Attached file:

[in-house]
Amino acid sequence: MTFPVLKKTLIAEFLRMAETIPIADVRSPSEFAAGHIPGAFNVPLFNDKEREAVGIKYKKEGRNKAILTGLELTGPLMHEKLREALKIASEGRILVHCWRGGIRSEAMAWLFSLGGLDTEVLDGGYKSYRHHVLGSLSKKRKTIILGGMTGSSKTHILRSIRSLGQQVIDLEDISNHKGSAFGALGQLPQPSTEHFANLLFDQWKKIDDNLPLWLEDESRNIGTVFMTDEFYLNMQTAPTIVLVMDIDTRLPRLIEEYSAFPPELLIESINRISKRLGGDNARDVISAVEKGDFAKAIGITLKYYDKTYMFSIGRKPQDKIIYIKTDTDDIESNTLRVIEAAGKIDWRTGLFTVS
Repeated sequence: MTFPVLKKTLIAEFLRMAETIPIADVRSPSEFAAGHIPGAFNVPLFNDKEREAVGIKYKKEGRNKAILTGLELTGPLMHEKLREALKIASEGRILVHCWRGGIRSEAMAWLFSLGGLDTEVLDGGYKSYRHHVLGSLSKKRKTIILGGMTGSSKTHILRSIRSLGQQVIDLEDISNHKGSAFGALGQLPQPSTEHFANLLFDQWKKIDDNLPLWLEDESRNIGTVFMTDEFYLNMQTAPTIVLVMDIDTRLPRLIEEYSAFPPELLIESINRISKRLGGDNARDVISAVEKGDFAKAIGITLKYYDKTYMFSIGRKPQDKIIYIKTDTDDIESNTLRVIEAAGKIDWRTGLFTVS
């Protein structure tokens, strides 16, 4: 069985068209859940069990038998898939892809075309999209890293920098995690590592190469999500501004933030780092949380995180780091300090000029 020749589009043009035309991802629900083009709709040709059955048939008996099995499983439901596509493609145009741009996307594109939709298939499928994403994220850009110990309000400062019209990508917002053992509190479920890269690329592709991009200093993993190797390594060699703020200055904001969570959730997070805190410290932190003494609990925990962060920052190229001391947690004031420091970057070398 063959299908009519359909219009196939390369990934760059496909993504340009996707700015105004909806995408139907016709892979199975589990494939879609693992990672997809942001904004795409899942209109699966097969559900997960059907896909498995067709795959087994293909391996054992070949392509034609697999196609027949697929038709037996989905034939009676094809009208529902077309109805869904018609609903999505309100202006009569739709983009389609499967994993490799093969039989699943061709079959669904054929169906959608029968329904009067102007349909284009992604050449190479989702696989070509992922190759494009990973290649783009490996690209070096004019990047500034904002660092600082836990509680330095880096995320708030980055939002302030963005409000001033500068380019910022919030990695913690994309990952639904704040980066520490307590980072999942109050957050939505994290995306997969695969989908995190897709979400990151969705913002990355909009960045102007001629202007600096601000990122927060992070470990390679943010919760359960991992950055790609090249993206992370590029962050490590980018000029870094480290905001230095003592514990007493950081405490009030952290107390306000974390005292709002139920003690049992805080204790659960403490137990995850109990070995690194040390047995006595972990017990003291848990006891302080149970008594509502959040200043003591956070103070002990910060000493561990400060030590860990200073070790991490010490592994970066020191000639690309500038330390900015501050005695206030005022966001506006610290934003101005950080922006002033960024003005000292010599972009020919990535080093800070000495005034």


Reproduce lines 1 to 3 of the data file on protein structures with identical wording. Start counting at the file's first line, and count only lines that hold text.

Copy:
[in-house]
Amino acid sequence: MTFPVLKKTLIAEFLRMAETIPIADVRSPSEFAAGHIPGAFNVPLFNDKEREAVGIKYKKEGRNKAILTGLELTGPLMHEKLREALKIASEGRILVHCWRGGIRSEAMAWLFSLGGLDTEVLDGGYKSYRHHVLGSLSKKRKTIILGGMTGSSKTHILRSIRSLGQQVIDLEDISNHKGSAFGALGQLPQPSTEHFANLLFDQWKKIDDNLPLWLEDESRNIGTVFMTDEFYLNMQTAPTIVLVMDIDTRLPRLIEEYSAFPPELLIESINRISKRLGGDNARDVISAVEKGDFAKAIGITLKYYDKTYMFSIGRKPQDKIIYIKTDTDDIESNTLRVIEAAGKIDWRTGLFTVS
Repeated sequence: MTFPVLKKTLIAEFLRMAETIPIADVRSPSEFAAGHIPGAFNVPLFNDKEREAVGIKYKKEGRNKAILTGLELTGPLMHEKLREALKIASEGRILVHCWRGGIRSEAMAWLFSLGGLDTEVLDGGYKSYRHHVLGSLSKKRKTIILGGMTGSSKTHILRSIRSLGQQVIDLEDISNHKGSAFGALGQLPQPSTEHFANLLFDQWKKIDDNLPLWLEDESRNIGTVFMTDEFYLNMQTAPTIVLVMDIDTRLPRLIEEYSAFPPELLIESINRISKRLGGDNARDVISAVEKGDFAKAIGITLKYYDKTYMFSIGRKPQDKIIYIKTDTDDIESNTLRVIEAAGKIDWRTGLFTVS